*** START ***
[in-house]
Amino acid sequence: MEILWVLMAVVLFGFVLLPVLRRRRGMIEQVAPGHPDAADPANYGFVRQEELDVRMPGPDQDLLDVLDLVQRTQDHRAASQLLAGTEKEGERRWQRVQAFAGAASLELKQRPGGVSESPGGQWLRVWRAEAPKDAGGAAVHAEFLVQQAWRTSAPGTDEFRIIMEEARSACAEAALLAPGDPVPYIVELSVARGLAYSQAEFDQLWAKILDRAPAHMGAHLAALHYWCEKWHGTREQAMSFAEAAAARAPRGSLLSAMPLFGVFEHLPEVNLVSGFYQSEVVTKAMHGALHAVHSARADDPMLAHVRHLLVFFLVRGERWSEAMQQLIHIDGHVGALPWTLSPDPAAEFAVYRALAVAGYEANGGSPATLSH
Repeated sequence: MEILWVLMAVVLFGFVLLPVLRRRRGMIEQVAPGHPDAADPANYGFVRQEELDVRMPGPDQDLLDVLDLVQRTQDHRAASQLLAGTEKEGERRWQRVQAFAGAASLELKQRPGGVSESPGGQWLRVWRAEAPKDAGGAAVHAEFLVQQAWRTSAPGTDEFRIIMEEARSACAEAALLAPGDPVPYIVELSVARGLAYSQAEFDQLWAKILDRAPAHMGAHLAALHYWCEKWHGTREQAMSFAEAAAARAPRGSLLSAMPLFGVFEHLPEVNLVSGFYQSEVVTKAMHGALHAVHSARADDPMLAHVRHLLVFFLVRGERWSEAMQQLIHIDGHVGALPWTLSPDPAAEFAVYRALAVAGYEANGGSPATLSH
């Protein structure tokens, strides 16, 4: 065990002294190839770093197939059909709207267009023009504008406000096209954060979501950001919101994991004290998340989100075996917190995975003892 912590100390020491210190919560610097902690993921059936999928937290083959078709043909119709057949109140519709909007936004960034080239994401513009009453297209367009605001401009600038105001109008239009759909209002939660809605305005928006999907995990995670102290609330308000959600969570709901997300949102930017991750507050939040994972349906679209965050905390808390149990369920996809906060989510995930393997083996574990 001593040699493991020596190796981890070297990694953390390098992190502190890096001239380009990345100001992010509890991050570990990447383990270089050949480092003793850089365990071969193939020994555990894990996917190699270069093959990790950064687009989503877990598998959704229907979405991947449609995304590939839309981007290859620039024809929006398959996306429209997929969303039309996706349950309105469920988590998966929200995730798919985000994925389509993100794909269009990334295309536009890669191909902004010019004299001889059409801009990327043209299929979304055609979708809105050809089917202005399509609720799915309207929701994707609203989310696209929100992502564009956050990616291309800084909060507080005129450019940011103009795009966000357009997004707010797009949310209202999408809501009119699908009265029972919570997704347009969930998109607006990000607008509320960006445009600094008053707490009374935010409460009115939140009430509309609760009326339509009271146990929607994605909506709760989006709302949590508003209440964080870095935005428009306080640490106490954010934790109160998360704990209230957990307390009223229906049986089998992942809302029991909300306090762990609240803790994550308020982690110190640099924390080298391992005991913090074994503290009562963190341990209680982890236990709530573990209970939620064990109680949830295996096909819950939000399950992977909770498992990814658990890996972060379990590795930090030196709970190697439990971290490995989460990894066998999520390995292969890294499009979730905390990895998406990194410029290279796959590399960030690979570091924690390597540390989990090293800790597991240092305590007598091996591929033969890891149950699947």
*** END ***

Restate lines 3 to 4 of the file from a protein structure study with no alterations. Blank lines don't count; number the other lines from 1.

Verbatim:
Repeated sequence: MEILWVLMAVVLFGFVLLPVLRRRRGMIEQVAPGHPDAADPANYGFVRQEELDVRMPGPDQDLLDVLDLVQRTQDHRAASQLLAGTEKEGERRWQRVQAFAGAASLELKQRPGGVSESPGGQWLRVWRAEAPKDAGGAAVHAEFLVQQAWRTSAPGTDEFRIIMEEARSACAEAALLAPGDPVPYIVELSVARGLAYSQAEFDQLWAKILDRAPAHMGAHLAALHYWCEKWHGTREQAMSFAEAAAARAPRGSLLSAMPLFGVFEHLPEVNLVSGFYQSEVVTKAMHGALHAVHSARADDPMLAHVRHLLVFFLVRGERWSEAMQQLIHIDGHVGALPWTLSPDPAAEFAVYRALAVAGYEANGGSPATLSH
């Protein structure tokens, strides 16, 4: 065990002294190839770093197939059909709207267009023009504008406000096209954060979501950001919101994991004290998340989100075996917190995975003892 912590100390020491210190919560610097902690993921059936999928937290083959078709043909119709057949109140519709909007936004960034080239994401513009009453297209367009605001401009600038105001109008239009759909209002939660809605305005928006999907995990995670102290609330308000959600969570709901997300949102930017991750507050939040994972349906679209965050905390808390149990369920996809906060989510995930393997083996574990 001593040699493991020596190796981890070297990694953390390098992190502190890096001239380009990345100001992010509890991050570990990447383990270089050949480092003793850089365990071969193939020994555990894990996917190699270069093959990790950064687009989503877990598998959704229907979405991947449609995304590939839309981007290859620039024809929006398959996306429209997929969303039309996706349950309105469920988590998966929200995730798919985000994925389509993100794909269009990334295309536009890669191909902004010019004299001889059409801009990327043209299929979304055609979708809105050809089917202005399509609720799915309207929701994707609203989310696209929100992502564009956050990616291309800084909060507080005129450019940011103009795009966000357009997004707010797009949310209202999408809501009119699908009265029972919570997704347009969930998109607006990000607008509320960006445009600094008053707490009374935010409460009115939140009430509309609760009326339509009271146990929607994605909506709760989006709302949590508003209440964080870095935005428009306080640490106490954010934790109160998360704990209230957990307390009223229906049986089998992942809302029991909300306090762990609240803790994550308020982690110190640099924390080298391992005991913090074994503290009562963190341990209680982890236990709530573990209970939620064990109680949830295996096909819950939000399950992977909770498992990814658990890996972060379990590795930090030196709970190697439990971290490995989460990894066998999520390995292969890294499009979730905390990895998406990194410029290279796959590399960030690979570091924690390597540390989990090293800790597991240092305590007598091996591929033969890891149950699947």